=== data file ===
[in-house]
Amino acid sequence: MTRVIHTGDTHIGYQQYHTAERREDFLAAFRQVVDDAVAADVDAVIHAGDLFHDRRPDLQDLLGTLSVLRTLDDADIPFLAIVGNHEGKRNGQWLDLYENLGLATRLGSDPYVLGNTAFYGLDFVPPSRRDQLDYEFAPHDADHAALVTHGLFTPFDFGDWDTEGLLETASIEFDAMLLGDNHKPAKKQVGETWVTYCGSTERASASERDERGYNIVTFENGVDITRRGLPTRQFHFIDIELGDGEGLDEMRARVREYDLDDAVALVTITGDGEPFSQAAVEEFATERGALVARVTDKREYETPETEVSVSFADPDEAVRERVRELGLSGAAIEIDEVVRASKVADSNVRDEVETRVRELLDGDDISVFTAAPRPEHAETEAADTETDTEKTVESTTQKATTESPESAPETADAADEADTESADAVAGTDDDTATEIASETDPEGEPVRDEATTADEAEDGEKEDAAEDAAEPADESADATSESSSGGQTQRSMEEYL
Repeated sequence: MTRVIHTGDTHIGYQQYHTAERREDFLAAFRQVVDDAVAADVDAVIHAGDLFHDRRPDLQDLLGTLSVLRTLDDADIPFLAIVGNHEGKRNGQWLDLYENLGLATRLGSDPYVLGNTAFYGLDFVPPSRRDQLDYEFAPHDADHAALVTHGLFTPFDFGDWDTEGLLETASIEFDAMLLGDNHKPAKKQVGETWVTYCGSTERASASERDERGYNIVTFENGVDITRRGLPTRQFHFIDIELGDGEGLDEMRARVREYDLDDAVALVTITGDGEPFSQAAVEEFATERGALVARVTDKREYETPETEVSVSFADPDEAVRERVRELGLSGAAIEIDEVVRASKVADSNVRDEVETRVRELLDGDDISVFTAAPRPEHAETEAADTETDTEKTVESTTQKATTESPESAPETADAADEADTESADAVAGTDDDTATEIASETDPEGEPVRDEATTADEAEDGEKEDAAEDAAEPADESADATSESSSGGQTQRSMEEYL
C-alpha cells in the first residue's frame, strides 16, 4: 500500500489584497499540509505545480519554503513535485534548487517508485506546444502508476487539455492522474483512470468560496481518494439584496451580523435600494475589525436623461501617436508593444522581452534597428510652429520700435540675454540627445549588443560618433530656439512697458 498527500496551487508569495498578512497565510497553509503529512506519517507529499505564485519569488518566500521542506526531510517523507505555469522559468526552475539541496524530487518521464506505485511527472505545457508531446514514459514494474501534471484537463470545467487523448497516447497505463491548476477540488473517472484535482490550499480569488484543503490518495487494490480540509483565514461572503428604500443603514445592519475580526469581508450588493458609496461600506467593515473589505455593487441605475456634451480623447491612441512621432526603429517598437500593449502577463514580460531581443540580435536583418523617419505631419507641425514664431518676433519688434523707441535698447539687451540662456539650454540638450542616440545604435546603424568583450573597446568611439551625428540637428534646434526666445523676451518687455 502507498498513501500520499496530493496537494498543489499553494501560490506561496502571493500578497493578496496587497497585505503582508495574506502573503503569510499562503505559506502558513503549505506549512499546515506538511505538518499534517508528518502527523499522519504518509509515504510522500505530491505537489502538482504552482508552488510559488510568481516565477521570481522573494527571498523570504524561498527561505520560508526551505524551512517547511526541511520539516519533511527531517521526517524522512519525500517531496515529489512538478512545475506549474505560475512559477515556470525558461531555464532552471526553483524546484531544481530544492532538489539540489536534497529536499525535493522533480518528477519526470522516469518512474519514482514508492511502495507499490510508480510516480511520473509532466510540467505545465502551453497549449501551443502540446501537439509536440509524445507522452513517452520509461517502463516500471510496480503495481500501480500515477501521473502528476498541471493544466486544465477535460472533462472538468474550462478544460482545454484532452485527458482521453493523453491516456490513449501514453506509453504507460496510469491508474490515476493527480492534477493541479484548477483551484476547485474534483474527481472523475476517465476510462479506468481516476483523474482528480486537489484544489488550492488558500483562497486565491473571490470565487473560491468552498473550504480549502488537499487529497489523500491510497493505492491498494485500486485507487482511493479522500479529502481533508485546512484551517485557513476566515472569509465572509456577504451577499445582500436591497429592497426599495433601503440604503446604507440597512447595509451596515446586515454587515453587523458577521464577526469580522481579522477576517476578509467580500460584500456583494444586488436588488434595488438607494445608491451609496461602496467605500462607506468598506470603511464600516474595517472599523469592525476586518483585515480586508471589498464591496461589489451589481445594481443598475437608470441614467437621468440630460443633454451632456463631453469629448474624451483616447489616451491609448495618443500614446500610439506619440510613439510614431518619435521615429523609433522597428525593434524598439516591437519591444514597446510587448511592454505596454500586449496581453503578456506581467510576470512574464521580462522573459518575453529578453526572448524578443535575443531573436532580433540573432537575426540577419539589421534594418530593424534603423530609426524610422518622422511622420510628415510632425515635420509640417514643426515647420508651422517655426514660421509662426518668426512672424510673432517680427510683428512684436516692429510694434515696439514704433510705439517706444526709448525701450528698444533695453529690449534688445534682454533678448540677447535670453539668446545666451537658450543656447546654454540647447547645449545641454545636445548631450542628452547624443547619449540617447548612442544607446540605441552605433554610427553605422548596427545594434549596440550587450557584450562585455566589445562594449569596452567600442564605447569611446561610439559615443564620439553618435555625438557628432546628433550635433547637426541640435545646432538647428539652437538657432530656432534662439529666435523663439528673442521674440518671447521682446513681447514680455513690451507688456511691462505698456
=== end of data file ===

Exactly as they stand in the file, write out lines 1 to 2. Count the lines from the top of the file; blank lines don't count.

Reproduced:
[in-house]
Amino acid sequence: MTRVIHTGDTHIGYQQYHTAERREDFLAAFRQVVDDAVAADVDAVIHAGDLFHDRRPDLQDLLGTLSVLRTLDDADIPFLAIVGNHEGKRNGQWLDLYENLGLATRLGSDPYVLGNTAFYGLDFVPPSRRDQLDYEFAPHDADHAALVTHGLFTPFDFGDWDTEGLLETASIEFDAMLLGDNHKPAKKQVGETWVTYCGSTERASASERDERGYNIVTFENGVDITRRGLPTRQFHFIDIELGDGEGLDEMRARVREYDLDDAVALVTITGDGEPFSQAAVEEFATERGALVARVTDKREYETPETEVSVSFADPDEAVRERVRELGLSGAAIEIDEVVRASKVADSNVRDEVETRVRELLDGDDISVFTAAPRPEHAETEAADTETDTEKTVESTTQKATTESPESAPETADAADEADTESADAVAGTDDDTATEIASETDPEGEPVRDEATTADEAEDGEKEDAAEDAAEPADESADATSESSSGGQTQRSMEEYL